Ayers, Dohrn Accuse Hillary of ‘White Supremacy’

Aaron Klein, WorldNetDaily, November 12, 2009

Hillary Clinton’s 2008 campaign for the Democrat nomination deliberately appealed to white supremacy, fear and anxiety, charged longtime Barack Obama colleague and Weatherman terrorist William Ayers and wife, Bernardine Dohrn.

In a co-authored article in the socialist Monthly Review magazine, the two radicals argued last year’s national elections had “racist” undertones and that President Obama’s ascent to power can be used to “build a new society.”

“[Hillary] Clinton flagrantly appealed to white voters’ identity as ‘workers’ or ‘women’–offering white people any reason to vote against Obama without saying he’s black–and followed the ancient and dismal road of racial discourse that appeals to white supremacy, fear and anxiety,” wrote Ayers and Dohrn.

The two referenced a New York Times opinion piece by feminist activist Gloria Steinem, “Women are Never Front-Runners,” written on the eve of the New Hampshire primary. Steinem argued the gender barrier had not yet been broken and asked, “Why is the sex barrier not taken as seriously as the racial one?”

Ayers and Dohrn charged Steinem had asserted a “superior victim status on the part of white, powerful women.”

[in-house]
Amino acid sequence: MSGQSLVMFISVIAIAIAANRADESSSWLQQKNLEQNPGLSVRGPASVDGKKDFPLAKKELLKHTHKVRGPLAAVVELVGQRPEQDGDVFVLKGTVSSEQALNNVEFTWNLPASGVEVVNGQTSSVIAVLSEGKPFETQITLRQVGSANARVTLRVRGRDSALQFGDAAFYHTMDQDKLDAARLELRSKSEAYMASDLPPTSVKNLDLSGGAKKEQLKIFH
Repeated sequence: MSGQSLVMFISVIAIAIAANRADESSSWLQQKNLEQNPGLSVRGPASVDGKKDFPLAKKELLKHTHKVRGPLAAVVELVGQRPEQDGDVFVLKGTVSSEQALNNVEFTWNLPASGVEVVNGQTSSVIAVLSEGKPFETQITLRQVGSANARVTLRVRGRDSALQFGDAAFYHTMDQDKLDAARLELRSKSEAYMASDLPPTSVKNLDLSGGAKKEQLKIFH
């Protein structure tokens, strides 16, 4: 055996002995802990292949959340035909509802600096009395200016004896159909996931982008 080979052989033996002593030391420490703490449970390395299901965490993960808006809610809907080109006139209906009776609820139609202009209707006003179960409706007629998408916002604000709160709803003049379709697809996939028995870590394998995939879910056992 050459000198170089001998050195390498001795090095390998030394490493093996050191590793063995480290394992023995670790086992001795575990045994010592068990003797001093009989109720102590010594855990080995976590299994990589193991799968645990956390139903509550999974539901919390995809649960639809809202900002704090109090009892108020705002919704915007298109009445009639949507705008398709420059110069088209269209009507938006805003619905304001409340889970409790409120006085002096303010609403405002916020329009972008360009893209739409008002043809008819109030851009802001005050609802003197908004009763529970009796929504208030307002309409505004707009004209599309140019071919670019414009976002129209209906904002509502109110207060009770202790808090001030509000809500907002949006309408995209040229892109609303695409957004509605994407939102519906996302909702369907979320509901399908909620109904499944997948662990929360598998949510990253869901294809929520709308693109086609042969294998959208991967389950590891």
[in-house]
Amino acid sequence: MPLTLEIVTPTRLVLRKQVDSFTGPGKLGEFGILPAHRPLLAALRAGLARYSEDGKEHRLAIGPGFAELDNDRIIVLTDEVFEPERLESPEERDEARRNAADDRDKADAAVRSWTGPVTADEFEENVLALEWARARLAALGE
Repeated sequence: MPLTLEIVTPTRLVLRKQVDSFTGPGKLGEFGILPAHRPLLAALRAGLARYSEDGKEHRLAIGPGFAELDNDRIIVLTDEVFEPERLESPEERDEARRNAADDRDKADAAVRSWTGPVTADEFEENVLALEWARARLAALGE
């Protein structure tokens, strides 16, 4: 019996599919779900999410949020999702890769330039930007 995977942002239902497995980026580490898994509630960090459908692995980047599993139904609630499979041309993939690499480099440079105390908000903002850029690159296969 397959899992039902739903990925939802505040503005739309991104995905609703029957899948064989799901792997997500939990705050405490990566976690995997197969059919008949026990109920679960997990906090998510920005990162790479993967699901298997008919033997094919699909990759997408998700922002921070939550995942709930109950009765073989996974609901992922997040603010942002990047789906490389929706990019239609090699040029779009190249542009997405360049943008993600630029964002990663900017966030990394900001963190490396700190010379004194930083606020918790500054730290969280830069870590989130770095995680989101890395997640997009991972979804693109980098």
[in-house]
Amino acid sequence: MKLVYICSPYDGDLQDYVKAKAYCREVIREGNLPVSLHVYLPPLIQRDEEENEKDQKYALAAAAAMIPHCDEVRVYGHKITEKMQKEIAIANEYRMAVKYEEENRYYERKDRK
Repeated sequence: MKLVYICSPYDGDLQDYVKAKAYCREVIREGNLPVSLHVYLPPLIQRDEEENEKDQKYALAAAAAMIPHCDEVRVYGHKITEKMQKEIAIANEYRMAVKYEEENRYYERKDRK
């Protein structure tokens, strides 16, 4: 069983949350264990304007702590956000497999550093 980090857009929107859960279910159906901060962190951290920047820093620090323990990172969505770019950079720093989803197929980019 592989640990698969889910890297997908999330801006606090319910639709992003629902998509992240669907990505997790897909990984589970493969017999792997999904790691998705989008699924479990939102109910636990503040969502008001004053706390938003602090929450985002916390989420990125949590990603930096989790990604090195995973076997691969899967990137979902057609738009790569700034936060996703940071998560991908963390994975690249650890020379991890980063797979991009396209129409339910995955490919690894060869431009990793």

The duo went on to claim the 2008 presidential elections had racist undertones.

“The invisible race talk was about ‘blue collar’ or ‘working class’ or ‘mainstream’ or ‘small town’ or ‘hockey mom’ or ‘Joe the plumber,’ but we were meant to think ‘white,'” they wrote.

Continued Ayers and Dohrn: “All the talk of Senator Barack Obama’s exotic background, all the references to him as ‘unknown, ‘untested,’ a ‘stranger,’ or a ‘symbolic candidate,’ or ‘alien,’ a ‘wildcard,”‘or an ‘elitist.’ . . . The discourse was all about race, us and them, understood by everyone in the United States even when the words African American, black or white are not spoken.”

{snip}

[Editor’s Note: “What Race Has to Do With It,” by Bill Ayers and Bernardine Dohrn, can be read here.]

Topics:

Share This

We welcome comments that add information or perspective, and we encourage polite debate. If you log in with a social media account, your comment should appear immediately. If you prefer to remain anonymous, you may comment as a guest, using a name and an e-mail address of convenience. Your comment will be moderated.

Comments are closed.